Facing the End of the Honeymoon | No BS Job Search Advice Radio

Jeff Altman, The Big Game Hunter discusses that time after you join a company where you wake up and realize that the honeymoon is over.

Summary

I want to talk with you today about the end of the honeymoon.  Those of us who are or have been married understand that there is a glow period after you get married.  Everything about this person is perfect. They are wonderful.  It isn’t like you fall out of love. But things change.  So it is with your new job.

You join an organization and everything is going to be perfect.  Everything is going to be wonderful.  Nothing could ever go wrong.  There are things that you have been promised that are absolutely terrific.  You have a bright future.  Then one day things start to change.

A decision is made that you don’t agree with.  A coworker says something that seems a little snippy.  Whatever it is, things start to change as the relationship with you, your work, your manager, your organization starts to shift as well.

It doesn’t mean the job is bad.  It doesn’t mean that you should immediately go out and change jobs.  By any stretch of the imagination. That is the wrong approach to take.  It is just that the relationship is changed.  The environment is becoming more apparent to you.  Maybe it will become time to change. But, initially, all it is is a change.

It’s like in a marriage, things ripen. Sometimes they break.  Sometimes they ripen beautifully. Sometimes they sell.  Marriages end in divorce.  Jobs in the divorce.

Your goal is to try to make it work.  Your goal is to see whether it is just a change or something pivotal.

I don’t presume to know what those pivotal things should be for you.  I’d could list a few. But I don’t want to sour your thinking in any way.  You’ll know what it is time to go because you have the case that brought you to this firm. One day you woke up, realize this wasn’t the right place for you and decided it was time to move on.

If you or someone who’s been one organization for a long period of time. There is a pattern that I want to bring to your attention as well.. For those of you who have been with the firm for a long time. The next job tends to be of much shorter duration.  Often, under a year.  That’s because you have unrealistic expectations of what the firm will do for you.  What this firm will do for you will be different than what your previous firm did for you.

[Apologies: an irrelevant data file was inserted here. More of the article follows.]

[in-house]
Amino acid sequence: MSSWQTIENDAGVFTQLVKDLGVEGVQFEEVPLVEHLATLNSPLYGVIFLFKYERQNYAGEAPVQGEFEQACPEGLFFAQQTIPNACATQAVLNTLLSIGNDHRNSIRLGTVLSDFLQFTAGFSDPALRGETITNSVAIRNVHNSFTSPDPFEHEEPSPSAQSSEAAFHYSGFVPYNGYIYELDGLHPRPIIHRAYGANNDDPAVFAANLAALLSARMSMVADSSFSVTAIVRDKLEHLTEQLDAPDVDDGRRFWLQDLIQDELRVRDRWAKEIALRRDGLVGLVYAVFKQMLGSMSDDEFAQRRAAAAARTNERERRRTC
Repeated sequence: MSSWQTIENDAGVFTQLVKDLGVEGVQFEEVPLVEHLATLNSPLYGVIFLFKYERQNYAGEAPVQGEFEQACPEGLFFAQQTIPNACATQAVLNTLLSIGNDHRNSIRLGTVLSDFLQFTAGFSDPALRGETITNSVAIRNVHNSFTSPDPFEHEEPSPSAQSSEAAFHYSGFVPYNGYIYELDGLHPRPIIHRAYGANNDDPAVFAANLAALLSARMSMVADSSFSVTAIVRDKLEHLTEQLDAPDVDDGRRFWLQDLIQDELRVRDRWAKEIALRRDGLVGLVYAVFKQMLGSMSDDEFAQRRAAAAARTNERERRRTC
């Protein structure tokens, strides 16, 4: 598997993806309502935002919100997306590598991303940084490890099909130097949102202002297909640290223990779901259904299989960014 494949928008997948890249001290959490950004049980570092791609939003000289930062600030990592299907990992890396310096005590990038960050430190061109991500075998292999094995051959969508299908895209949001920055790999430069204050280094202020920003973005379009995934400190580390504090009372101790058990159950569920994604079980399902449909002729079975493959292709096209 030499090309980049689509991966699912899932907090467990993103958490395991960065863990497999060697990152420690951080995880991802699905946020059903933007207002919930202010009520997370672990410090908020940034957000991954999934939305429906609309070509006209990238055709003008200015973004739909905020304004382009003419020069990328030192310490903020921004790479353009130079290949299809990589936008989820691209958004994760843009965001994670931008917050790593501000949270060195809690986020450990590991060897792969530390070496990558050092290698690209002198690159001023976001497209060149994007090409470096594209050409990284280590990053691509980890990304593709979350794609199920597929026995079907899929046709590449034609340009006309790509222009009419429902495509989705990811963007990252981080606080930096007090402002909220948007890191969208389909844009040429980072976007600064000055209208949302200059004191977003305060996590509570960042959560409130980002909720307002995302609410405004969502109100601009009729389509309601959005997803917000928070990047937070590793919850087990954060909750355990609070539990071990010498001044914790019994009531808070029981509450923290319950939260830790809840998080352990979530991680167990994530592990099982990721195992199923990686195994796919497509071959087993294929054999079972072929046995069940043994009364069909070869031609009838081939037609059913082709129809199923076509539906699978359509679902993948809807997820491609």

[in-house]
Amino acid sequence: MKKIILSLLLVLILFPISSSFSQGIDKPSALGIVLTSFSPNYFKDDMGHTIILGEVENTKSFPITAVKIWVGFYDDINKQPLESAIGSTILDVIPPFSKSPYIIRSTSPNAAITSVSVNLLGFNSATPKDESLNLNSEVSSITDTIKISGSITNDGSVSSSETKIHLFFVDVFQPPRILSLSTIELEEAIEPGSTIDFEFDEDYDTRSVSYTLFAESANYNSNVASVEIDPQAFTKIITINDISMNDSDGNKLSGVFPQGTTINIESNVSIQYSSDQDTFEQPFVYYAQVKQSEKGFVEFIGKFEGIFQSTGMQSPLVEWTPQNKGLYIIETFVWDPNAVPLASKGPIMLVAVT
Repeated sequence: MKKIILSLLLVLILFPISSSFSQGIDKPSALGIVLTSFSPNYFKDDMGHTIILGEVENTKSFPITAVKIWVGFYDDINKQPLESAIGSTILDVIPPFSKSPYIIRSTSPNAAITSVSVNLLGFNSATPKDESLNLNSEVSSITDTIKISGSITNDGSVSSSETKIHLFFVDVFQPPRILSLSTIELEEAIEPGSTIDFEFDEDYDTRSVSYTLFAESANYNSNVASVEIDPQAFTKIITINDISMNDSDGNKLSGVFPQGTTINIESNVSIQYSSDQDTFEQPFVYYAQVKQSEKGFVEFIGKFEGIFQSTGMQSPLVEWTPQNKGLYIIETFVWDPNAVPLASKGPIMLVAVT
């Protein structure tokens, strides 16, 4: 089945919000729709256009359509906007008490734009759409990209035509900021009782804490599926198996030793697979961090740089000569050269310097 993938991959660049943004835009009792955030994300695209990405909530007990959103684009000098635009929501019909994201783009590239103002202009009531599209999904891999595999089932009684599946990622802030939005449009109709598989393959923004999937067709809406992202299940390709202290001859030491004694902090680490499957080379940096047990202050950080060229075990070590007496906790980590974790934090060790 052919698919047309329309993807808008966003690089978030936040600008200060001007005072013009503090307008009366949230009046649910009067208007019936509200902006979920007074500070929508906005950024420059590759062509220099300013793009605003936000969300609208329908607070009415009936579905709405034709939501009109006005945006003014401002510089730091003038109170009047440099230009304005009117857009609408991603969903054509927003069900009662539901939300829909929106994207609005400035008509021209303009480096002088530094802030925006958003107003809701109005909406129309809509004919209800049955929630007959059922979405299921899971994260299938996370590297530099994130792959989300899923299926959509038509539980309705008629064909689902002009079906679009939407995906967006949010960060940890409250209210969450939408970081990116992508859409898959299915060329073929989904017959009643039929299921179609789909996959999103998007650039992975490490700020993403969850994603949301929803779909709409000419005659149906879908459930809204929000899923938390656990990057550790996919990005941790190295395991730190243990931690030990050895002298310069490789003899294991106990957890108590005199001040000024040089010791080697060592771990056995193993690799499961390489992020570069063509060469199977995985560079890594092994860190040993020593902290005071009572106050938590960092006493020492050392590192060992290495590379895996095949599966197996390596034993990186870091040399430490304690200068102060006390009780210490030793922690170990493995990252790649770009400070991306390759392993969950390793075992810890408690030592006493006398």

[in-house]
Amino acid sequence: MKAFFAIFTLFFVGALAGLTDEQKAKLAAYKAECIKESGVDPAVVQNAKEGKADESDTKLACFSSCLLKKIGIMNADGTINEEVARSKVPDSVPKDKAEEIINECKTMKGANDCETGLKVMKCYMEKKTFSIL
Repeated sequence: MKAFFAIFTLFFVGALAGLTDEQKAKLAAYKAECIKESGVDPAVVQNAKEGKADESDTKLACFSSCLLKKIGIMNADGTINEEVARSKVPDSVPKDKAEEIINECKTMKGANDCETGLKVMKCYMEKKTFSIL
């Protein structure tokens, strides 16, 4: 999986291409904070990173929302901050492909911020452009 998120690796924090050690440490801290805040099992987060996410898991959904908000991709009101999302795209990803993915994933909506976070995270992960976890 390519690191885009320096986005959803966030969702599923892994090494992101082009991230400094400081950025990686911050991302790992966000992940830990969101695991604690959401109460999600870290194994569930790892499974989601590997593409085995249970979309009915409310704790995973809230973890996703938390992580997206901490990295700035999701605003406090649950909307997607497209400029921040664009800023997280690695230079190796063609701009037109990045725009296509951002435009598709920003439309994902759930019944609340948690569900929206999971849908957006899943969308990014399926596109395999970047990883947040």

That’s not their fault.  That’s you and having unrealistic expectations.  Be patient.  Be patient with them and be patient with yourself.

Rome was not built in a day. Positive change and synthesis and marriages are not built in a day.

Again, one day you’ll wake up in your new job and will feel the same as it did when you 1st started there.  You will feel concerned about that.  Yet, most of the time, there was nothing to be concerned about.  It is just that the relationship has changed.

Do you really think employers are trying to help you?

You already know you can’t trust recruiters—they tell you as much as they think you need to know to take the job they after representing so they collect their payday.

The skills needed to find a job are different yet complement the skills needed to do a job.

Jeff Altman, The Big Game Hunter has been a career coach and recruiter for what seems like one hundred years.

JobSearchCoachingHQ.com changes that with great advice for job hunters—videos, my books and guides to job hunting, podcasts, articles, PLUS a community for you to ask questions of PLUS the ability to ask me questions where I function as your ally with no conflict of interest answering your questions.

Connect with me on LinkedIn

You can order a copy of “Diagnosing Your Job Search Problems” for Kindle for $.99 and receive free Kindle versions of “No BS Resume Advice” and “Interview Preparation.”

Don’t forget to give the show 5 stars and a good review in iTunes

What Does It Mean When The Recruiter Isn’t Returning My Calls or Emails? (VIDEO)


If I’m a job applicant and the recruiter I’m working with stops returning my calls and emails, what does that usually mean?

fingers-crossed

Summary

The question for today is: